Why does a fish shack need a blog? The answer may lie in other “whys?”
Why did twenty or so Lanesville men hike down to the cove every single Saturday morning – in icing Nor’east winds or blistering, shadeless sun – for two years, unpaid, to study plans, plane boards, hammer nails, even spill blood? As Arnie Shore, fundraising co-chair of the Fish Shack, describes it, “I have never in my life worked anywhere when people steadily got there earlier and stayed later.” Why did people send coffee and donuts down to the Fish Shack crew? Why did they order them pizzas, and make batches of fish stew, lamb stew, homemade bread and brownies? Why, when the Fish Shack committee first introduced the restoration concept, did contributions flow in like a Lane’s Cove high tide? Why were supplies donated with almost biblical generosity? Why were so many kindly checks written that, when the city finally got around to awarding the project Community Preservation Act funds, the committee was able to say, “that’s ok; we’re all set.”
The Lane’s Cove Fish Shack seems to have an inexplicable magic. People who have grown up with their feet in Lane’s Cove mud and people who barely know the place want to help re-raise it, make it not straight and perfect, but to preserve its crookedness, it’s wooden shakes and red-tar roof.
I first witnessed the Fish Shack alchemy the first time I made lunch for the crew; the guys were cold and hungry, and they were politely thankful for my efforts, but mostly this bunch of men almost didn’t notice the lunch, because they were just so happy; it looked like the rare kind happiness that rises from hard, meaningful work. Why a Fish Shack blog? – to record whatever it was that called these guys down to the cove earlier and earlier every Saturday morning. What had them beaming, laughing, and joking by noon? What made them not even want to leave? In fact, I’m told that they often stayed. Someone got some beer, and Saturday morning blushed into Saturday late afternoon.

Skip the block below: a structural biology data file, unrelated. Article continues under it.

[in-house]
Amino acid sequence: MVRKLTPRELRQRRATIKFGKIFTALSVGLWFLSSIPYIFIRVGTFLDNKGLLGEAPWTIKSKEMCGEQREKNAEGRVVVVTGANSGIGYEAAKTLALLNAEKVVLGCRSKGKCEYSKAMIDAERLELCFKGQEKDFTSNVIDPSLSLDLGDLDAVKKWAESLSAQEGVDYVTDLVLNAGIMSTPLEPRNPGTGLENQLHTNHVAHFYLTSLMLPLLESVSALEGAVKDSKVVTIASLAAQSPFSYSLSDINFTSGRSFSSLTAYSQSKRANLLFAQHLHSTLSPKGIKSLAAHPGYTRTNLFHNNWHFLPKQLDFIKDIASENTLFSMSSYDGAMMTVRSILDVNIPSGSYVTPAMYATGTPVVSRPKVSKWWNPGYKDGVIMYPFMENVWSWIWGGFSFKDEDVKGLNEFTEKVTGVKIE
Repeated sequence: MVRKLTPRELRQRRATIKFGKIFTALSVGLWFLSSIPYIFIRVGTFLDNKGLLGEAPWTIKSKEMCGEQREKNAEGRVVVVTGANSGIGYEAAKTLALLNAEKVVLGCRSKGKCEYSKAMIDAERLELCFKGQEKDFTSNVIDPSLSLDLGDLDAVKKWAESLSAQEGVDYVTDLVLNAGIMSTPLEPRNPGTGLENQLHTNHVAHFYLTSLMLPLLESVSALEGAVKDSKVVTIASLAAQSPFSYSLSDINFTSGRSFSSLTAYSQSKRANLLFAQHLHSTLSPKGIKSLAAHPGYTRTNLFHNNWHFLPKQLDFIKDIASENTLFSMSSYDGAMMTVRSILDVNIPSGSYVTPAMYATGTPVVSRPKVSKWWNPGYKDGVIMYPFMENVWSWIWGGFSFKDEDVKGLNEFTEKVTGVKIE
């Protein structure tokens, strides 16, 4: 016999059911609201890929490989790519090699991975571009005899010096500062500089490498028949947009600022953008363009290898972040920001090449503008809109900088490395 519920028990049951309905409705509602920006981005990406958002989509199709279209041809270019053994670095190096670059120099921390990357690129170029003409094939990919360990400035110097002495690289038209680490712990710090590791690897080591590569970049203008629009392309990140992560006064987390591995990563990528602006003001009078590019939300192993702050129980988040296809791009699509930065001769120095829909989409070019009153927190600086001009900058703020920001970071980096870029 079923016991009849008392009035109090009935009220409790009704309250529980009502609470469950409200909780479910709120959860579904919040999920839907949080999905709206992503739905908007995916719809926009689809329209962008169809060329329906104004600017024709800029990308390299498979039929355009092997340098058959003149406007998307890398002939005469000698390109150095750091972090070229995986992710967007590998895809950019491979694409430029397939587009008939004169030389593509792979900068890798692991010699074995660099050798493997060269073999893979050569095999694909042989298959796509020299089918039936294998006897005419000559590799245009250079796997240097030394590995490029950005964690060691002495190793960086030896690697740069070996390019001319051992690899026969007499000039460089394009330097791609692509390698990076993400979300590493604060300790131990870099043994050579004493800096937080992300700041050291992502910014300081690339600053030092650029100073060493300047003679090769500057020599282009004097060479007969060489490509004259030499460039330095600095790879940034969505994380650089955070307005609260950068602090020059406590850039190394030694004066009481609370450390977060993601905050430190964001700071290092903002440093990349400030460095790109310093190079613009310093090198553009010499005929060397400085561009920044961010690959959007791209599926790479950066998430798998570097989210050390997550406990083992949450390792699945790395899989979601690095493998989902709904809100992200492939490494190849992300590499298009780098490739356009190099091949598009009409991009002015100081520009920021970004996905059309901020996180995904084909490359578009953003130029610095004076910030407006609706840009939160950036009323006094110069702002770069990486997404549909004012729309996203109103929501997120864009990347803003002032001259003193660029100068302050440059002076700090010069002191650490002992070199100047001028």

This blog is to record whatever it is about the Fish Shack that inspires people to be generous with their lumber, their lunch, their dollars, and their hands, to record – if it’s possible – what the Fish Shack really means to anyone. I’ll interview each of the Fish Shack guys, and Barb Jobe, the one woman on the crew. Barb lives on the cove, looks at the Shack every day, and I think her heart beats in the shape of the Fish Shack.There is something in the Fish Shack that no one can quite identify, but everyone knows it when we see the little red Shack bending away from a nor’easter or basking in the sun behind a planter of daisies.
Over time, this blog will examine the Shack’s history, and that of the cove that shelters it, Lane’s Cove. The Fish Shack crew, many of whom have joined the new non-profit group Lane’s Cove Historical Association, are not done; they’re still wondering who originally built the Fish Shack, and why? What was Lane’s Cove like then? What did it look like, smell like, and sound like? That group is looking ahead, too, imagining the Shack’s next hundred years, how it will be used, and how it will remain a beloved emblem of – what? – history, work, nostalgia? The LCHA sees the Shack in the future as a gathering place for cooperative, non-profit ventures – in other words, a place by the sea to shelter/hold a community. That’s why the Fish Shack needs a blog.
Feel free to contribute your own thoughts about the Fish Shack. Write to us and we’ll post it.
Blog by Heather Atwood